Xebia Background Header Wave

Today, we’re exploring another technique that can significantly elevate your software’s quality: Fuzzing. At its core, fuzzing revolves around a straightforward concept: Supply a program with invalid, random, or unexpected input until it encounters a crash.

Understanding the basics

Imagine you’ve developed a program designed to process JPEG images. Now, picture loading a PNG image, a PDF file, a hefty 200MB PowerPoint presentation, or even a file filled with random gibberish. What should the program do? Well, that depends on your program, but a controlled exit with an informative error message (such as “the file you provided is not a valid JPEG image”) seems reasonable. Depending on the file-check implementation, you might reject the PDF file, but the PNG image might sneak through your initial validation since it’s a valid image format. But how does your image decoder, the component responsible for reading and decoding the JPEG binary stream, respond to the bits and bytes of a PNG file? Does it gracefully continue or crash catastrophically? It might survive if it can’t understand the bytes that constitute the file header. However, what if we substitute the PNG file with a corrupted JPEG file? One with a valid file header but random data thereafter?

The potential for errors is vast. While rigorous software development practices like comprehensive automated testing, and even Test Driven Development (TDD), combined with consideration for edge cases, can guard against many issues, there’s always the possibility of unforeseen errors.

This is where fuzzing comes into play, automating the process described above. You specify the program you want to test, and the fuzzing tool hurls randomly generated files at it until it discovers something that triggers a crash. These crash-inducing files can then be manually examined, analyzed, evaluated, and used to rectify the root causes of these crashes. Ultimately, this boosts your product’s quality, particularly when considering vulnerabilities like memory corruption or exploitable buffer overflows.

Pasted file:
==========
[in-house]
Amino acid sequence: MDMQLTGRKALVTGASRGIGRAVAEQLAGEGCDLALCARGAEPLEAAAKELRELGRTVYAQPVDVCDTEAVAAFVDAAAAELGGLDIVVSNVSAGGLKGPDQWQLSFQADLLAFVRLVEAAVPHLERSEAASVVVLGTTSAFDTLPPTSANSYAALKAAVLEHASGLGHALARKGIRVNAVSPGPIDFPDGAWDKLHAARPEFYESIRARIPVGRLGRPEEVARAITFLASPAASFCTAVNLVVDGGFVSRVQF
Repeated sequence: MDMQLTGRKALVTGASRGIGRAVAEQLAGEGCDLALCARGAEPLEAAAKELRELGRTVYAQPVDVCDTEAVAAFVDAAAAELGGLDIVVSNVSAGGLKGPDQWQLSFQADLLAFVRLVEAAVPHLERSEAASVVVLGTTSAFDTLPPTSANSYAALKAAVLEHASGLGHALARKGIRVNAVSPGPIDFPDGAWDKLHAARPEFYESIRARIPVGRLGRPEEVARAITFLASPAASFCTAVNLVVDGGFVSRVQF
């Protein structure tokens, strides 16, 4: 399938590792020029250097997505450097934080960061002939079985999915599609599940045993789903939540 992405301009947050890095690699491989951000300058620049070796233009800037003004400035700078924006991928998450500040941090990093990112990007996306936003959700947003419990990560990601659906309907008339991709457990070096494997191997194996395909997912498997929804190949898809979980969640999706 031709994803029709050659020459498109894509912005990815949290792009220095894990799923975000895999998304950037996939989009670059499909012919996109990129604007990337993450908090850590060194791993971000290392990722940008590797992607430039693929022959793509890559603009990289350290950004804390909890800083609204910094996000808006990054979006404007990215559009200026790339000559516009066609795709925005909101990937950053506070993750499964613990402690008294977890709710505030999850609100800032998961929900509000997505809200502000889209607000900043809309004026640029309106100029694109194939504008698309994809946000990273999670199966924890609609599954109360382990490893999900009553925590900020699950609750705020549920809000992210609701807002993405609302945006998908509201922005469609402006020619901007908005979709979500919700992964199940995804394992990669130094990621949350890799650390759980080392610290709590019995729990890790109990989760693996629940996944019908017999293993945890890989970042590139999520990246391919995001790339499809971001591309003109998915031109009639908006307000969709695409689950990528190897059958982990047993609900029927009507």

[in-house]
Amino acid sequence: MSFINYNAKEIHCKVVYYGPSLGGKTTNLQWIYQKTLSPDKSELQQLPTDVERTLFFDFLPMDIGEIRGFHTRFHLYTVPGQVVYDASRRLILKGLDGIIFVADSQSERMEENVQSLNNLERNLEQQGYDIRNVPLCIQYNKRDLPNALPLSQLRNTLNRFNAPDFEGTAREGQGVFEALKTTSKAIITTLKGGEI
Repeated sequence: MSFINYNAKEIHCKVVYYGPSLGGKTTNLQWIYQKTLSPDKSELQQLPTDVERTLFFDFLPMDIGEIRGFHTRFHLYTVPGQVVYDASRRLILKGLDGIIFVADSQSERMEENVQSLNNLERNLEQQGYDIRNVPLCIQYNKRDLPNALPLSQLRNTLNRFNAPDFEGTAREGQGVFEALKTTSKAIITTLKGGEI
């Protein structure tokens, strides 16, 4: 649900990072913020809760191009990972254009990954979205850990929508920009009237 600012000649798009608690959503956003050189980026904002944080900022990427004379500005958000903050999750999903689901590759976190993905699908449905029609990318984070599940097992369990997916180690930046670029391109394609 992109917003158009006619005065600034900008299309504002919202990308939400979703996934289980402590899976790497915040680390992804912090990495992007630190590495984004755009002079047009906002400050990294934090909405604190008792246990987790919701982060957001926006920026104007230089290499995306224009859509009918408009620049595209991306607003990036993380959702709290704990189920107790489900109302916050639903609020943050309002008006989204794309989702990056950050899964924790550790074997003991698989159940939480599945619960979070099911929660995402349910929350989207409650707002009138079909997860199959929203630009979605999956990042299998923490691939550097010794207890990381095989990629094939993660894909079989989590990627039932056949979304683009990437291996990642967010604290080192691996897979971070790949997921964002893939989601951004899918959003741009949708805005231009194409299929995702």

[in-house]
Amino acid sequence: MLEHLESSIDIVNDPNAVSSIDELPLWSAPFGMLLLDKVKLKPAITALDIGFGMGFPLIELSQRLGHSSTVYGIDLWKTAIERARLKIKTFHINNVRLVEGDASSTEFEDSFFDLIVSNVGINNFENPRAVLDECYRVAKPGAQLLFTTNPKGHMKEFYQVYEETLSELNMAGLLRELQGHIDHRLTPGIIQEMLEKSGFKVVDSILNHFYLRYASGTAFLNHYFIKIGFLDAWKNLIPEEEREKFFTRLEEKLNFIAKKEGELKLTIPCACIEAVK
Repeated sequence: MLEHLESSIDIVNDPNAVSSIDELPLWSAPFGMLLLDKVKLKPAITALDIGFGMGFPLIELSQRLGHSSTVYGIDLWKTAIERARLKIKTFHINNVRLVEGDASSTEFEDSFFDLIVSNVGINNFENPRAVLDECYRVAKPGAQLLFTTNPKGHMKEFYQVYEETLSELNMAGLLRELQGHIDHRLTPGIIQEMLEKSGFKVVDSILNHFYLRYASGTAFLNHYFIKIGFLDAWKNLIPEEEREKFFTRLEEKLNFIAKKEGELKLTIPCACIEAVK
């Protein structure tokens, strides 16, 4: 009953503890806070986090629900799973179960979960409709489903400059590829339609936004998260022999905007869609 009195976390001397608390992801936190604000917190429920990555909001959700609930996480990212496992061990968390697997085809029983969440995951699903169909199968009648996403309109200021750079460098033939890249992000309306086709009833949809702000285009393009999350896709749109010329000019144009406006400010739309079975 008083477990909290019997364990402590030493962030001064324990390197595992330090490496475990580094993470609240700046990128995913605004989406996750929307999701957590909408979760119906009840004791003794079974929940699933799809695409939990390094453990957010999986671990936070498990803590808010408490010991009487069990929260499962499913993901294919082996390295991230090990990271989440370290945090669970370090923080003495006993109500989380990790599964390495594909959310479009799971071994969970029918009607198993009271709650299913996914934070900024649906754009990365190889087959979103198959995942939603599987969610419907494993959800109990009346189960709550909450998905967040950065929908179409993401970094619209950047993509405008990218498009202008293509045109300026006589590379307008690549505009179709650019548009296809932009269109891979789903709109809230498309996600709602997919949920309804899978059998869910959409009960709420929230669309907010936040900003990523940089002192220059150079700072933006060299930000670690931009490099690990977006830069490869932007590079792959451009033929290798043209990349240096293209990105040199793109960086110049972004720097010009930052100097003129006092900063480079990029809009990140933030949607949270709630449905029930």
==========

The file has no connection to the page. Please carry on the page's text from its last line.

Workflow idea

Figure 1: Workload Idea

Challenges with pure random data

Now that we’ve covered the fundamental principle, let’s delve into the first step: generating the files to feed into our program and, more critically, where to obtain them.

The challenge here lies in the fact that we (a) cannot supply the files ourselves, as part of the fuzzing process is uncovering unknown problems, and (b) pure random data is not ideal. Indeed, generating pure random data is straightforward; we could simply read from a random source like /dev/random. However, does it truly assist us? More often than not, pure random data is just noise within the context of our program.

To illustrate, consider Apache Ant, a build automation tool that interprets build definitions from XML files. Replacing the XML file with random bytes would result in chaos:

Ant Random

Figure 2: Ant Random

Our random bytes bear no resemblance to valid input. While it’s possible to generate a valid XML file with random bytes, the odds are slim, and we want fuzzing to yield actionable results within a reasonable timeframe. We cannot disregard the runtime of our fuzzing endeavor.

Since random bytes are vastly different from reasonable XML, likely, we’ll repeatedly encounter the same input sanity checks. Is the input a valid XML file? No? Exit early. This cycle would continue, bypassing any business-related code.

However, if we shift our strategy from pure randomness to a slightly “mutated” approach (the attentive reader might notice the relation to Mutation Testing), we end up with something like this:

Ant Mutated

Figure 3: Ant Mutated

Here, things get interesting. Our new input still resembles XML but with minor defects — defects subtle enough to permit entry into deeper parts of our program while still being defects. Consider that you’ve written code responsible for handling a specific XML node, so that <mkdir dir="foo" /> creates a directory named "foo".

Where do you register this new action? Perhaps in a global lookup table where you assign your action callback function to the name mkdir? Excellent. This central registration point simplifies action definition and registration.

But how does our program handle access to this global hashtable? Does it handle it gracefully when trying to retrieve the callback function for an unknown action name? Or does it produce an out-of-bounds error because no one has ever tested it with invalid or unknown action names?

This illustrates that slightly mutated data is far more effective than pure random data. With a single, minor mutation, our build definition was able to trigger an invalid action (madir, just a single-character error away from the valid mkdir).